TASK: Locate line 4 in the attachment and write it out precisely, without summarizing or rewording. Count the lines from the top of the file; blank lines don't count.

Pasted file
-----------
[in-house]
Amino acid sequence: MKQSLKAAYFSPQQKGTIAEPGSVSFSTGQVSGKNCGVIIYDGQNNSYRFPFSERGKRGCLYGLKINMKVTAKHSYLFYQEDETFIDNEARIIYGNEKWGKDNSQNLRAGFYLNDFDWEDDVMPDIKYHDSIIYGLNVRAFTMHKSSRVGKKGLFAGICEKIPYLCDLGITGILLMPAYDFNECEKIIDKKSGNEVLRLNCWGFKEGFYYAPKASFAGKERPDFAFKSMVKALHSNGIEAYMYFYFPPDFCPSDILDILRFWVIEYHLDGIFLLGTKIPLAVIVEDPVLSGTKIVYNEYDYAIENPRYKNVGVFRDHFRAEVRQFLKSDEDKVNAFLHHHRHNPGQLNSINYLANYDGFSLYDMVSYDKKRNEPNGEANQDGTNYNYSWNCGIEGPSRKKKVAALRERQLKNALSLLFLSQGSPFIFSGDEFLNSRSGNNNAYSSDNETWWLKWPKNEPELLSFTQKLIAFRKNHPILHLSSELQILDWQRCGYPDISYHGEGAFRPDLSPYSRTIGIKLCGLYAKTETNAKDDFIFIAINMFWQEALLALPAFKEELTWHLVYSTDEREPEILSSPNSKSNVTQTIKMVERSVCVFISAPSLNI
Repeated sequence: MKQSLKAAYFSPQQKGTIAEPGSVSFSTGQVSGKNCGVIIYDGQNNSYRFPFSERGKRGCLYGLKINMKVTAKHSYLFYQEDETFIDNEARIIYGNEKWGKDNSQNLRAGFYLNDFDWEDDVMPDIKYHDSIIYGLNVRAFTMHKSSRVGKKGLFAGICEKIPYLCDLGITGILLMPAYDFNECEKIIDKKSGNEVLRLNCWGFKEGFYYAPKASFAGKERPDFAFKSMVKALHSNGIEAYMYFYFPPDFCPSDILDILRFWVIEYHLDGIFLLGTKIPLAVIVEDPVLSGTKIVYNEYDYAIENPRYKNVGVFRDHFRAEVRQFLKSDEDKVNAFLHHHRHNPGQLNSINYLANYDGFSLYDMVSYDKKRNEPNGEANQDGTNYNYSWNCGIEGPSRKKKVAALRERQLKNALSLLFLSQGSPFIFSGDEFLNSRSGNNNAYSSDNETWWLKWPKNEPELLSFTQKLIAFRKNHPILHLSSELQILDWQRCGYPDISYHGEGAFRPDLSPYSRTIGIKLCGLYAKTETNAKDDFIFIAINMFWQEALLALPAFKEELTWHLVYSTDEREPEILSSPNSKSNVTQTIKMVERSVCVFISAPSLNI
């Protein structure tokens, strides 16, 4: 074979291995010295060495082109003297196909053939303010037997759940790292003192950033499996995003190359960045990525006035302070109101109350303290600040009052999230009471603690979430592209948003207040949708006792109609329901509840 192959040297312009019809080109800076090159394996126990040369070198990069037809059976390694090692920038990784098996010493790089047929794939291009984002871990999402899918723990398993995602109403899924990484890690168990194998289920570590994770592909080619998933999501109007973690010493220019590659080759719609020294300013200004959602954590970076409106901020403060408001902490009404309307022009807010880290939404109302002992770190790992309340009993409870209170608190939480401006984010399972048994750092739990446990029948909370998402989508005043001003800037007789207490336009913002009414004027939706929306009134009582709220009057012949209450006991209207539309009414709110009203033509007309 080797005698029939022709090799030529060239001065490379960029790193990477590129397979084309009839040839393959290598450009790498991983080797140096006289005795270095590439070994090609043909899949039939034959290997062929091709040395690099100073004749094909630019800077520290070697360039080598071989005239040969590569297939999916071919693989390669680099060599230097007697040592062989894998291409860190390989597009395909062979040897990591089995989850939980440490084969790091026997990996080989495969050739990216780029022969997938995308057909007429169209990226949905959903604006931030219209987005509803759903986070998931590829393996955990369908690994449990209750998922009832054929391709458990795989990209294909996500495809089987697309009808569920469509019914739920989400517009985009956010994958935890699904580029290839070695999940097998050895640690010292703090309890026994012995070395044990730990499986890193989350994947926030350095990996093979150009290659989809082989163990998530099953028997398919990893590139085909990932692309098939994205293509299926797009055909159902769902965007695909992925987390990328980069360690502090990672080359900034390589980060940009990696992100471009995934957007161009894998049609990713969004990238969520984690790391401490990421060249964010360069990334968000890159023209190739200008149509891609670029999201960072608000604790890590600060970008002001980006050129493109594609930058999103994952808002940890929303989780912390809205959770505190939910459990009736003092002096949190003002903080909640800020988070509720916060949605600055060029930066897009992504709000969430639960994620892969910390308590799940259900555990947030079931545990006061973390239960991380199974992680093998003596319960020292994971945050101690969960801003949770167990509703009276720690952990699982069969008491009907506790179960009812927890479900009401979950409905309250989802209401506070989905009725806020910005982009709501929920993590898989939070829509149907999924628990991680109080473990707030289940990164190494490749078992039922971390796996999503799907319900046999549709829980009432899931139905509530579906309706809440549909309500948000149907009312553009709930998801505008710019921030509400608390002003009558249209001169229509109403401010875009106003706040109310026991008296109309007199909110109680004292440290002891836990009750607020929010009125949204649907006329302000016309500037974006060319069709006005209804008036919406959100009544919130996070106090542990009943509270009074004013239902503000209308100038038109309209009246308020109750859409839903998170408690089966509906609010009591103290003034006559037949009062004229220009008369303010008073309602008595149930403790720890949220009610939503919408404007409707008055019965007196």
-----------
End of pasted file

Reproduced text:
């Protein structure tokens, strides 16, 4: 074979291995010295060495082109003297196909053939303010037997759940790292003192950033499996995003190359960045990525006035302070109101109350303290600040009052999230009471603690979430592209948003207040949708006792109609329901509840 192959040297312009019809080109800076090159394996126990040369070198990069037809059976390694090692920038990784098996010493790089047929794939291009984002871990999402899918723990398993995602109403899924990484890690168990194998289920570590994770592909080619998933999501109007973690010493220019590659080759719609020294300013200004959602954590970076409106901020403060408001902490009404309307022009807010880290939404109302002992770190790992309340009993409870209170608190939480401006984010399972048994750092739990446990029948909370998402989508005043001003800037007789207490336009913002009414004027939706929306009134009582709220009057012949209450006991209207539309009414709110009203033509007309 080797005698029939022709090799030529060239001065490379960029790193990477590129397979084309009839040839393959290598450009790498991983080797140096006289005795270095590439070994090609043909899949039939034959290997062929091709040395690099100073004749094909630019800077520290070697360039080598071989005239040969590569297939999916071919693989390669680099060599230097007697040592062989894998291409860190390989597009395909062979040897990591089995989850939980440490084969790091026997990996080989495969050739990216780029022969997938995308057909007429169209990226949905959903604006931030219209987005509803759903986070998931590829393996955990369908690994449990209750998922009832054929391709458990795989990209294909996500495809089987697309009808569920469509019914739920989400517009985009956010994958935890699904580029290839070695999940097998050895640690010292703090309890026994012995070395044990730990499986890193989350994947926030350095990996093979150009290659989809082989163990998530099953028997398919990893590139085909990932692309098939994205293509299926797009055909159902769902965007695909992925987390990328980069360690502090990672080359900034390589980060940009990696992100471009995934957007161009894998049609990713969004990238969520984690790391401490990421060249964010360069990334968000890159023209190739200008149509891609670029999201960072608000604790890590600060970008002001980006050129493109594609930058999103994952808002940890929303989780912390809205959770505190939910459990009736003092002096949190003002903080909640800020988070509720916060949605600055060029930066897009992504709000969430639960994620892969910390308590799940259900555990947030079931545990006061973390239960991380199974992680093998003596319960020292994971945050101690969960801003949770167990509703009276720690952990699982069969008491009907506790179960009812927890479900009401979950409905309250989802209401506070989905009725806020910005982009709501929920993590898989939070829509149907999924628990991680109080473990707030289940990164190494490749078992039922971390796996999503799907319900046999549709829980009432899931139905509530579906309706809440549909309500948000149907009312553009709930998801505008710019921030509400608390002003009558249209001169229509109403401010875009106003706040109310026991008296109309007199909110109680004292440290002891836990009750607020929010009125949204649907006329302000016309500037974006060319069709006005209804008036919406959100009544919130996070106090542990009943509270009074004013239902503000209308100038038109309209009246308020109750859409839903998170408690089966509906609010009591103290003034006559037949009062004229220009008369303010008073309602008595149930403790720890949220009610939503919408404007409707008055019965007196």